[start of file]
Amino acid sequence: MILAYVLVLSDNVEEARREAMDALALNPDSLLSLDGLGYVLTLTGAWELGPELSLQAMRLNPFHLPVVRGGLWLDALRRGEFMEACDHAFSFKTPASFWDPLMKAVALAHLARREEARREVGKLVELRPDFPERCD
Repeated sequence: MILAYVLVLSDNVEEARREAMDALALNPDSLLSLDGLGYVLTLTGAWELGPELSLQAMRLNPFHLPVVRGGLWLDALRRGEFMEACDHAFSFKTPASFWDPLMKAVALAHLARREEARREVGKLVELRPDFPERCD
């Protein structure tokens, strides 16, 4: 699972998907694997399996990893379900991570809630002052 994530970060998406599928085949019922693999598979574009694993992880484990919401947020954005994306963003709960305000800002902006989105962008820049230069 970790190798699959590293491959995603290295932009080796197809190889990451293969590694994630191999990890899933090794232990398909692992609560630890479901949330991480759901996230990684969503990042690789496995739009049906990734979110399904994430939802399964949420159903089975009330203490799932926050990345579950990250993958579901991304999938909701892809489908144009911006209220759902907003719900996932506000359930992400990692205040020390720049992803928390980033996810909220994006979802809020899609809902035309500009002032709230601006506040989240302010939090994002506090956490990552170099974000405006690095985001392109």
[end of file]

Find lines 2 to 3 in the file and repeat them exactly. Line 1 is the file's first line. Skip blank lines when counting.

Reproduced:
Repeated sequence: MILAYVLVLSDNVEEARREAMDALALNPDSLLSLDGLGYVLTLTGAWELGPELSLQAMRLNPFHLPVVRGGLWLDALRRGEFMEACDHAFSFKTPASFWDPLMKAVALAHLARREEARREVGKLVELRPDFPERCD
């Protein structure tokens, strides 16, 4: 699972998907694997399996990893379900991570809630002052 994530970060998406599928085949019922693999598979574009694993992880484990919401947020954005994306963003709960305000800002902006989105962008820049230069 970790190798699959590293491959995603290295932009080796197809190889990451293969590694994630191999990890899933090794232990398909692992609560630890479901949330991480759901996230990684969503990042690789496995739009049906990734979110399904994430939802399964949420159903089975009330203490799932926050990345579950990250993958579901991304999938909701892809489908144009911006209220759902907003719900996932506000359930992400990692205040020390720049992803928390980033996810909220994006979802809020899609809902035309500009002032709230601006506040989240302010939090994002506090956490990552170099974000405006690095985001392109």